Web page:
uLesson — a Nigerian-based edtech startup — announced this week that it raised a $7.5 million Series A funding round for its online learning platform making remote teaching easier for students.
Through both streamings and the use of SD cards, uLesson — the self-proclaimed No. 1 learning app — is able to minimize data and streaming costs in an effort to bridge the education gap within Nigeria and Africa as a whole, Tech in Africa reports.
According to TechCrunch, this funding round was led by Owl Ventures — the largest venture capital fund in the world focused on the education technology market — along with other participants such as LocalGlobe and existing investors, TLcom Capital and Founder Collective.
This new financing arrives just little over a year after uLesson closed its initial $3.1 million seed round back in November 2019. Since then, the company’s value proposition has increased largely due to the impact of the coronavirus pandemic on the world’s education systems.
Just weeks before the World Health Organization declared the COVID-19 pandemic, uLesson launched onto the market just as smart devices began flooding homes across Africa to lead remote education.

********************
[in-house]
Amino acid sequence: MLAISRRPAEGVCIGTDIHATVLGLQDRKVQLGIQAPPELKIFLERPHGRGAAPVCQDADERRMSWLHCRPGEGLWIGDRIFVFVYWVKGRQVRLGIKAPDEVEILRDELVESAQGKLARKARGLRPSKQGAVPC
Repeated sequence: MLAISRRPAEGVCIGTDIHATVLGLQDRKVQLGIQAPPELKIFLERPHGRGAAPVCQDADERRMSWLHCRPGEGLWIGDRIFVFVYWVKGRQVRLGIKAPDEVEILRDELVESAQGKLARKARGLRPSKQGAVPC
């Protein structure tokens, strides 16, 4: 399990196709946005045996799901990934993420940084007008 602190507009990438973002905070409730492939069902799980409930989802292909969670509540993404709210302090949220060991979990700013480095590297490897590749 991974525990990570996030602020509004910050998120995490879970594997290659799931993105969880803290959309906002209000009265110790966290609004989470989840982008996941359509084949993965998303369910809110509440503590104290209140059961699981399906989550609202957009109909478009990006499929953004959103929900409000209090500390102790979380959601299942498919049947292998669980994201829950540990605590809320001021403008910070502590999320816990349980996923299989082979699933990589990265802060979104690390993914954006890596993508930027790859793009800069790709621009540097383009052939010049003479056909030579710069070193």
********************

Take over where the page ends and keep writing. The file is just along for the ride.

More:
“The ground became wet in a way we didn’t see before,” founder and CEO Sim Shagaya told TechCrunch. “It opens up the world for us to do all kinds of really amazing things we’ve wanted to do in the world of edtech that you can’t do in a strictly offline sense.”
The quick adoption of remote education successfully positioned the startup company as a supplement educational tool and helped it achieve 70 percent month over month growth, Shagaya shared. He claims that the digital infrastructure will allow the platform to “go online entirely by Q2 this year.”
With this new demand for online tools, uLesson is looking to explore other avenues in the digital space to further evolve into a live, online platform and integrate more features to expand its services.
According to TechCrunch, the startup has already begun to experiment with live tutoring — a new feature that will allow students to ask questions while going through pre-recorded material.
“We want you to be able to push a button and get immediate support from a college student sitting somewhere in the continent who is basically a master in what you’re studying,” Shagaya said to the outlet.
The influx of e-learning startups in the wake of the pandemic has allowed uLesson the perfect opportunity to capitalize off this high demand, especially in Africa where there’s a young population and as well as a slew of students attending private schools, according to Shagaya.
“Everybody sees that Africa is a big opportunity,” he said to TechCrunch. “But everybody also sees that you need a local team to execute on this.”
With more than one million downloads, uLesson is poised to become the future of e-learning as we continue to adjust to operating remotely.
For more information on ULesson, visit its website.